The astronomy is the oldest of all natural sciences. About 5000 years ago, the mysterious movements of the sun, moon and stars ignited the human urge to explore.
The systematic observation of the sky began about 3000 years before our era simultaneously in Babylonia, Egypt, India and China when the first civilizations settled. The beginning of agriculture gave rise to the necessity of looking at the longer periods between sowing and harvesting. Soon the regular movements of the stars were used for timing.
In 2772 B. C. the Egyptian calendar was introduced with 365 days.
At that time, only priests and kings were authorized to practice astronomy. During long, clear nights they not only researched the slow movements of the stars, they also looked for their sense and meaning for mankind. Likewise, they pursued astronomy - the science of the laws of star motion, and astrology - the doctrine of the message of stars.
The Sumerians in Babylon already knew that the sun wanders through the 12 constellations of the zodiac in the course of a year and that the planets move on their own paths. In 2620 B. C. Sumerian astrology developed from this, the knowledge of which has essentially been adopted to this day.
When, 2000 years later in Greece, observing the heavens began, astronomy was no longer limited to kings and priests - everyone who felt called to do so was allowed to do research. At first, the earth was thought to be a flat, round disk, surrounded by water and vaulted by a sky dome, to which the stars adhere solely for the joy of mankind.
Then in 560 B. C. the philosopher Anaximandras came to the thought that all forms in space had to be perfect - and since the sphere was considered the most perfect form, the earth could not be anything other than a sphere that was floating freely in the centre of the world.
Some 200 years later, Aristotle, the most influential philosopher of antiquity, developed the following world view: larger crystal balls surround the earth like onion shells. Sun, moon and stars are attached to them. The motion of the stars is created by the harmonious rotation of these many crystal balls; their friction with each other makes music of the spheres sound.
This world view was also taught at the Academy of Alexandria, which was founded around 300 B. C. by the Egyptian king Ptolemaios I. The world view was also taught at the Academy of Alexandria. He himself was an important astronomer and a friend of Alexander the Great. Soon Alexandria was the center of astronomy research and a meeting place for all the leading scholars of that time.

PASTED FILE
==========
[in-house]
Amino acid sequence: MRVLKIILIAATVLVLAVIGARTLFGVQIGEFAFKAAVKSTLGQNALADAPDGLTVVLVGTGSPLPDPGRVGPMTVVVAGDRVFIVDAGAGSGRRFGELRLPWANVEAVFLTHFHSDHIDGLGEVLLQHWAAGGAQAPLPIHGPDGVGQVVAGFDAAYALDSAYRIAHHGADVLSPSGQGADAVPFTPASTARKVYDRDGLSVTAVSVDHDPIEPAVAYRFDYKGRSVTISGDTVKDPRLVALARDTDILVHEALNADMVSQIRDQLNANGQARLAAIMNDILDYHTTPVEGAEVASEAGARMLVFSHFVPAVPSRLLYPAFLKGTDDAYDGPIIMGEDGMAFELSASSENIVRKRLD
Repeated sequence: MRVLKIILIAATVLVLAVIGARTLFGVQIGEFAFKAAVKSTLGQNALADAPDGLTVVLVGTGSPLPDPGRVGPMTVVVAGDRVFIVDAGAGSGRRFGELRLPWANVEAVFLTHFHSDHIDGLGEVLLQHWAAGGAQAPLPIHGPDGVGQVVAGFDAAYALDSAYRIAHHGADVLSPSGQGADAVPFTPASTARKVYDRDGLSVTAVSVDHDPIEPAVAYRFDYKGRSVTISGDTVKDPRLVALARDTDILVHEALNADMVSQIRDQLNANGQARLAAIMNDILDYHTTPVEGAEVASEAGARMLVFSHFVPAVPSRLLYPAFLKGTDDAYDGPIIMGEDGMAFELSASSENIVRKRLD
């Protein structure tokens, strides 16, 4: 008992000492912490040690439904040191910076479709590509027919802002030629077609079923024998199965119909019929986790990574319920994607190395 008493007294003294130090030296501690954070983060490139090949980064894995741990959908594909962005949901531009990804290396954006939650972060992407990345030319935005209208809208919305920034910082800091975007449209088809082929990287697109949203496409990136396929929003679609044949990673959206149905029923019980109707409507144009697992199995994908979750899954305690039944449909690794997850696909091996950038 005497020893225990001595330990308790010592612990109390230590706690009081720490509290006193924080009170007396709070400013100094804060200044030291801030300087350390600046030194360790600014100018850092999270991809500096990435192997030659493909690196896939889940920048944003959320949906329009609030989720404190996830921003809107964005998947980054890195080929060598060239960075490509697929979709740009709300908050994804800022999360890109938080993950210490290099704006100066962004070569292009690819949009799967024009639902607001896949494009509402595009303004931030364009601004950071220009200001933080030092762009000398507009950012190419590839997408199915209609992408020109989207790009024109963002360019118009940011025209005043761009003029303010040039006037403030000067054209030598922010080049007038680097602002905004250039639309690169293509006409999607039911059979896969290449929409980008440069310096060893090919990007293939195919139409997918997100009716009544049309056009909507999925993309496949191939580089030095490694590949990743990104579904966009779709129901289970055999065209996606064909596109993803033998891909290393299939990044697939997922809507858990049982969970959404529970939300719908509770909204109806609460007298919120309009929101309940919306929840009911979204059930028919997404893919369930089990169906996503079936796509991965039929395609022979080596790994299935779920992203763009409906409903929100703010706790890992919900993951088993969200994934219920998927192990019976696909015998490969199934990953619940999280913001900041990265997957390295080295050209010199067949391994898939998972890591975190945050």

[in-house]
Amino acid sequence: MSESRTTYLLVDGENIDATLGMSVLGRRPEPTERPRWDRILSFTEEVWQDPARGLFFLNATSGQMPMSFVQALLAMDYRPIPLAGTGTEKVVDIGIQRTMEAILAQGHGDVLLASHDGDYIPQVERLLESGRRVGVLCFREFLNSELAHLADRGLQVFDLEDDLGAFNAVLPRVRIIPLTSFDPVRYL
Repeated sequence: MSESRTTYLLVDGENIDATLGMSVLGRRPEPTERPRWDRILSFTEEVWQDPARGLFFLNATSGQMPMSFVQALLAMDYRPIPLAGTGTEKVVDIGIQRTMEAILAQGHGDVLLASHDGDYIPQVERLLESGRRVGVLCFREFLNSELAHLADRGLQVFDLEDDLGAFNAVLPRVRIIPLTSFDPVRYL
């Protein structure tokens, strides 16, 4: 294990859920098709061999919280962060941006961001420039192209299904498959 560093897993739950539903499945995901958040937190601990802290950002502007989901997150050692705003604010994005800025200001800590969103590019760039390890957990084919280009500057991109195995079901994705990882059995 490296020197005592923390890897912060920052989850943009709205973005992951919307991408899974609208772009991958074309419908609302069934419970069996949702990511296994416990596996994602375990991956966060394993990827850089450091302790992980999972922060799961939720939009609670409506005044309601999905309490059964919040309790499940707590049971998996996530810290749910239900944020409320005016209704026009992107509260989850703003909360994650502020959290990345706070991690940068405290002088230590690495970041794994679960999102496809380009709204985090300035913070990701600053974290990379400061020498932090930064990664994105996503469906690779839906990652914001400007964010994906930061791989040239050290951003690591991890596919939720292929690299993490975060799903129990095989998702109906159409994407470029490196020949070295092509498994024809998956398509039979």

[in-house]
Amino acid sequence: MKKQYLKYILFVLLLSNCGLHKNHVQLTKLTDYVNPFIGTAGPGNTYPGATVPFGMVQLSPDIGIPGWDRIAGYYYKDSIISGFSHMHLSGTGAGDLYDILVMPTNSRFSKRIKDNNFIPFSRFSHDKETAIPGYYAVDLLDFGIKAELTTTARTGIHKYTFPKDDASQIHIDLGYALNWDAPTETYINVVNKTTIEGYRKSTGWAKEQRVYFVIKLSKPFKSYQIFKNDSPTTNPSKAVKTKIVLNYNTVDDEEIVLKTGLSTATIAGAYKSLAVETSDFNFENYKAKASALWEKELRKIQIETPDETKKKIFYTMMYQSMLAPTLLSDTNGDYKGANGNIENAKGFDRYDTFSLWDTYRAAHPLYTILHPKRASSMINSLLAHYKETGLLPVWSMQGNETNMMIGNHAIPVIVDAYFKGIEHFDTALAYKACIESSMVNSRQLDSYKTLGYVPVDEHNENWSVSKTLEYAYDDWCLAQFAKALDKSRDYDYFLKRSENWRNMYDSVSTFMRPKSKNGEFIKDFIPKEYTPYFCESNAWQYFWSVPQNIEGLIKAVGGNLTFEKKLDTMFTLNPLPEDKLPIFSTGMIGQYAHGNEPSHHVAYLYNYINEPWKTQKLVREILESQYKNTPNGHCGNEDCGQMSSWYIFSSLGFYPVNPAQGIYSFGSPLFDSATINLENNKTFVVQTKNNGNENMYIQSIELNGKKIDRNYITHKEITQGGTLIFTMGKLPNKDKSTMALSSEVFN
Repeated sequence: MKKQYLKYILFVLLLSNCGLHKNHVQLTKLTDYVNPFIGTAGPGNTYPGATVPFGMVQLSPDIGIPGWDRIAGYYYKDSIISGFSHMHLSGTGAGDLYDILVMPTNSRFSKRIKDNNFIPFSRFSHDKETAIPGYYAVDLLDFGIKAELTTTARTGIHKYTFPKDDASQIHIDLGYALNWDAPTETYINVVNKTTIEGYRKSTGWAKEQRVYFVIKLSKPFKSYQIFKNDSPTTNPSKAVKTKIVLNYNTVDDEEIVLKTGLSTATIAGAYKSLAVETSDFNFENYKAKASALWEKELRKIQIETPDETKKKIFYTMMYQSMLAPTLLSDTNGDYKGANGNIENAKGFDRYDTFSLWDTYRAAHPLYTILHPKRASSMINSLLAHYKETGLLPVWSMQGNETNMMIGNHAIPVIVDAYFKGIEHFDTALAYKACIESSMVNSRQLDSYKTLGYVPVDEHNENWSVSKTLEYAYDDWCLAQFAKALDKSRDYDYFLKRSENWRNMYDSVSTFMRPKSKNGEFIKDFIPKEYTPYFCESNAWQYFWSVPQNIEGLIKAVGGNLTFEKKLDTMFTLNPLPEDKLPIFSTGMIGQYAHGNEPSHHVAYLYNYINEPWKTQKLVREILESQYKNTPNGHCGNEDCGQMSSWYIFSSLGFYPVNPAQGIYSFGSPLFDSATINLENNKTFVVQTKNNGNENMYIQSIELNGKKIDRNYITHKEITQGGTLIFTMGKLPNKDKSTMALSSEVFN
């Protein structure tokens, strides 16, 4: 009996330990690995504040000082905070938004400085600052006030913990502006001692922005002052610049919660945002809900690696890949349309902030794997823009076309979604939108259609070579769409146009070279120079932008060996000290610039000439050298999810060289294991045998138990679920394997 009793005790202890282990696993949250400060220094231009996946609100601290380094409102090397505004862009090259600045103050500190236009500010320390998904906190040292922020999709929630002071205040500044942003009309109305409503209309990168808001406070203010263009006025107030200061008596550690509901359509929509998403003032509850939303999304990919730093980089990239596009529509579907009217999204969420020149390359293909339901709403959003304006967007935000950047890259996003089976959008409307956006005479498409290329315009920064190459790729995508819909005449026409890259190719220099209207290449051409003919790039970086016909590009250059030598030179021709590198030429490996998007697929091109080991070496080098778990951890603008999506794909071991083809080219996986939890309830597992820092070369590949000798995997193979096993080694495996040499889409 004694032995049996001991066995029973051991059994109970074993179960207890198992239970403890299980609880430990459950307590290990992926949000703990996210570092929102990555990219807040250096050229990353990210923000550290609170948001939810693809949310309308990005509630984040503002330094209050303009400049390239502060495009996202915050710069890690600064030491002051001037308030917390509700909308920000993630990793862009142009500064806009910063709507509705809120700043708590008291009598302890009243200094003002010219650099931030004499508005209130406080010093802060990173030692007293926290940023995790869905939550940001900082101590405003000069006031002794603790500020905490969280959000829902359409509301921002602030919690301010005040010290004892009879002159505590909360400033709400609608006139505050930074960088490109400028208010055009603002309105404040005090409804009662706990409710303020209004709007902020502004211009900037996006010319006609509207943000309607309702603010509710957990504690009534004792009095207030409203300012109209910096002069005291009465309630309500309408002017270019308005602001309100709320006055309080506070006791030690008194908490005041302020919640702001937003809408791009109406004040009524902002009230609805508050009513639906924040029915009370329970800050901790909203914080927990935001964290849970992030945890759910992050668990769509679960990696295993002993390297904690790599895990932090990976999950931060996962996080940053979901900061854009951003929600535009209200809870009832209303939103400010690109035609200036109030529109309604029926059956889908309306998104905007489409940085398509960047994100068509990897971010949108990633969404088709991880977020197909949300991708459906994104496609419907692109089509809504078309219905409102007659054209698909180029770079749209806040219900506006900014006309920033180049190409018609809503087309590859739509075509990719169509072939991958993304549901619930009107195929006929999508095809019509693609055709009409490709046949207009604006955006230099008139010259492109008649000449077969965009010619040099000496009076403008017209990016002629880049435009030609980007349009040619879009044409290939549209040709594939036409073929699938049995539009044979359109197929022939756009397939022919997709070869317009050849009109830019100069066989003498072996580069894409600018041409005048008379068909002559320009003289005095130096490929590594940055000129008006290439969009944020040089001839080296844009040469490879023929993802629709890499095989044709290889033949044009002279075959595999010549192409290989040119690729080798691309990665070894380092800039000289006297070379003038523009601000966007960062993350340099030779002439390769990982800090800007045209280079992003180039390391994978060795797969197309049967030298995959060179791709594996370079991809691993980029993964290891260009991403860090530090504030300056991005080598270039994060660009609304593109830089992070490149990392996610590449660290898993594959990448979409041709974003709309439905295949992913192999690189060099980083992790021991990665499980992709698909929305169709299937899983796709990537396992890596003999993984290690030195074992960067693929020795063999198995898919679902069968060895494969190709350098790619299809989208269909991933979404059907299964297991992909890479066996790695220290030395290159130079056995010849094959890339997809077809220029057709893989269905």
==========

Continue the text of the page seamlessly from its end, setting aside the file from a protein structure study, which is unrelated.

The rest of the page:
Around 140, Claudius Ptolemy, the most famous astronomer of antiquity, taught there, after whom the crystal ball system was given the name "World Picture of Ptolemy";. He owed his fame not only to the "Almagest", a directory of all the fixed stars and constellations known at that time, including descriptions of the situation - his astrological masterpiece "Tetrabiblos" was no less respected, in which he depicted the specific meanings and influences of the stars on human life.
His contemporary was Hipparch, who lived on the island of Rhodes. Like all astronauts of the past, he broke his head over five very specific stars, wandering through the constellations in such a strange way that they could not be attached to crystal balls. They were called hikers: Planets. He found a very simple solution to the problem by taking the earth out of the center of the universe and replacing it with the sun. But who would want to believe an island scholar something so banal as long as the great Claudius Ptolemy in Alexandria spoke of crystal balls and sphere music? Hipparch was quickly forgotten, and since the movement of the planets could not be explained, they were thought to be divine beings guiding human destiny.
In the next 160 years there is not much happening in astronomy. But then a comet drew attention to a stable in Bethlehem, where a child saw the light of day: Jesus Christ. It became so important that a new era began this year, zero. From then on, history was divided into a time before and after the birth of Christ.
It was not until 1500 years after this event that a scholar stumbled upon the planets again: Nicolaus Copernicus, professor in Cracow. Without Hipparch's knowledge, he came to the same conclusion that Kepler, Galilei and Newton proved beyond doubt over the course of another 200 years. Galileo used a telescope for the first time in 1609 - and this new invention brought astronomy forward with giant strides.
In 1814, spectral analysis was developed to examine the chemical components of celestial bodies. Through the invention of photography in 1834, new observation methods were developed. The astronomy began to branch out into complicated disciplines.
In 1969 the first humans entered the moon and the age of space travel had begun.
The idea of the people of times gone by of being the crown of creation and being at the centre of the universe may have been simpler and more satisfying. But the possibilities of today's world - and tomorrow - can be more than just a substitute for the loss of being no longer the hub of the world.